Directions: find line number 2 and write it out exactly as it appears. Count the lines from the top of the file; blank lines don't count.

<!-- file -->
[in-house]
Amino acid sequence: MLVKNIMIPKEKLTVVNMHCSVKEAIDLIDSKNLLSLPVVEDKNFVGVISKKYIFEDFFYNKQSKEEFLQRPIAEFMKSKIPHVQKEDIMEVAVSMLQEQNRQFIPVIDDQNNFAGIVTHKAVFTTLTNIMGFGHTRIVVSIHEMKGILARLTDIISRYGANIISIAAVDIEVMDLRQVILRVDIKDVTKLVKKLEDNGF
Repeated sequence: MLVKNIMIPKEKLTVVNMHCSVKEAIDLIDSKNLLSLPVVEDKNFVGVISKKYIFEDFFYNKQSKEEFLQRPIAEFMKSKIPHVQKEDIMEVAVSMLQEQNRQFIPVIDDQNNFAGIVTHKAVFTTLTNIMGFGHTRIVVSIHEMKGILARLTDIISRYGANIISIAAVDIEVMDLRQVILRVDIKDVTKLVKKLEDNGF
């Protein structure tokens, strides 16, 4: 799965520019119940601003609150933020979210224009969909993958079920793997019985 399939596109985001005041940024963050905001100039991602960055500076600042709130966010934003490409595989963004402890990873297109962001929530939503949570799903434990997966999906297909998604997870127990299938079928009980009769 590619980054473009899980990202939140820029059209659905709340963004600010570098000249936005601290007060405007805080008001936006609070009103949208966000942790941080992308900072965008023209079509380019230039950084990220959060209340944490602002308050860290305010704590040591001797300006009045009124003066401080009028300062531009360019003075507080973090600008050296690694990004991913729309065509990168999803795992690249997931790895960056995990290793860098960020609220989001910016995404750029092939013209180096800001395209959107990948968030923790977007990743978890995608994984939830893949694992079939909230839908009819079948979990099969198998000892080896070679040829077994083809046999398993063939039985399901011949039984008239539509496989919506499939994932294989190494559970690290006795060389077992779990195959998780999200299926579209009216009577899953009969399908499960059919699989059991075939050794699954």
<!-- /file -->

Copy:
Amino acid sequence: MLVKNIMIPKEKLTVVNMHCSVKEAIDLIDSKNLLSLPVVEDKNFVGVISKKYIFEDFFYNKQSKEEFLQRPIAEFMKSKIPHVQKEDIMEVAVSMLQEQNRQFIPVIDDQNNFAGIVTHKAVFTTLTNIMGFGHTRIVVSIHEMKGILARLTDIISRYGANIISIAAVDIEVMDLRQVILRVDIKDVTKLVKKLEDNGF